When Kecia Cox gave birth to a baby with Down syndrome, her world was turned upside down. But Kecia learned to love not just this child but also another with the condition whom she later adopted. And there was yet another twist to come. You see, the Utah native then found out that she was to be a mom again – this time, to twins.
Most mothers-to-be may worry whether their children will be born healthy. And although scans can give reassurances that everything is alright, waiting to find out for sure if all is well with the little life inside you can be a very stressful experience. For some moms, then, they can only finally relax when they hold their babies in their arms and see that all is okay.
However, according to the website Parents.com, any kind of birth defect is rare, since they occur in just 4 percent of babies. And even if a scan does pick up something, often further tests and examinations find that the complication isn’t serious. On the other hand, though, both a woman’s family history and age may up the risk of birth defects in their child.
The babies of older mothers are more likely to be affected by Down syndrome and other genetic conditions, for example. The optimum age to have a child is between 20 and 35, according to a 2009 statement by the British Royal College of Obstetricians & Gynaecologists (RGOC). Women older than this may have a higher chance of encountering extra complications that can make pregnancies high-risk ones, the RGOC has warned.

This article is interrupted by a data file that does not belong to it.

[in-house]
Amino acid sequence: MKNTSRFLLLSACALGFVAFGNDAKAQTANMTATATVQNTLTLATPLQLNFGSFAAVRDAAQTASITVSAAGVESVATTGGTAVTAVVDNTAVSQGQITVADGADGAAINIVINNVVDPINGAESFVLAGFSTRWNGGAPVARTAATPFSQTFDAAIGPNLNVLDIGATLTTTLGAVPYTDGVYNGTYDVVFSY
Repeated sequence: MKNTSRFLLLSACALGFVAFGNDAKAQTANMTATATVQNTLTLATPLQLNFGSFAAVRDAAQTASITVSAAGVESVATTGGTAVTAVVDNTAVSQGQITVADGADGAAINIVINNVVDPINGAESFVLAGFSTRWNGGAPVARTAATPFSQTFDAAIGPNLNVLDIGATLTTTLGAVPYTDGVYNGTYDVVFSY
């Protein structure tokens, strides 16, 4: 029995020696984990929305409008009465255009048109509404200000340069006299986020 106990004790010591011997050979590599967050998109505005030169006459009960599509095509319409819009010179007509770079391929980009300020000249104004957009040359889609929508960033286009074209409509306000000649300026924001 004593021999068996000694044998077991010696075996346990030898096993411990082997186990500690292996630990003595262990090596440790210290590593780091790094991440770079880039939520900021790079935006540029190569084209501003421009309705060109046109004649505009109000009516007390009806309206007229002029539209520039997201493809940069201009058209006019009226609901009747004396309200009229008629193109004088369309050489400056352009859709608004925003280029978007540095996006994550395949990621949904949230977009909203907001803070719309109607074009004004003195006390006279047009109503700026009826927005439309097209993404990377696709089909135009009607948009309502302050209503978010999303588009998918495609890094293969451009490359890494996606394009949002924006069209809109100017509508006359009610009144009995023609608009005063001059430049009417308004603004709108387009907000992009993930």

Indeed, a woman in her 20s has only a tiny chance of giving birth to a baby with Down syndrome. It’s below 0.1 percent, in fact, but this possibility increases significantly as a woman ages. Data from the National Down Syndrome Society indicates that upon reaching 40, this risk rises to 1 percent; by the age of 49, meanwhile, the odds are as high as one in ten.
And Down syndrome doesn’t usually run in families, instead occurring randomly at conception. Those children and adults affected have an extra chromosome 21 – either in part or in whole. And as Kecia and her husband Kris Cox, from Murray, Utah, were already parents to two healthy girls, the idea of them having a special-needs baby may originally have been far from their minds.
However, it remains unclear why particular babies develop Down syndrome, according to Parents.com. As a result, it’s hard to know why certain women may be affected. And as Kecia was only 27 when she became pregnant with her third child, the chances of the baby having the condition would have been very small.
What’s more, Kecia later said on the website Love What Matters that the only hint that her child Bree had any health complications came when the baby wasn’t handed over for cuddles following the delivery. “When my third daughter, Bree, was born via C-section, I only got to see her cute round face briefly before they whisked her away,” she explained.
And the world seemingly stood still for Kecia after the Down syndrome diagnosis was delivered. Following the pain of labor, this wasn’t what she’d been expecting. Looking back, Kecia has referred to this moment as “that blizzardy winter day when Bree was born, and our world as we knew it came crashing down.”
Medical complications also meant that Kecia wasn’t able to be with Bree on the first day of her new baby’s life, which the mom found deeply distressing. Eventually, though, she was able to bond with her newborn in a beautiful way and also to open her heart to another little girl with Down syndrome. Bree’s birth marked the start, then, of a new path of love and acceptance.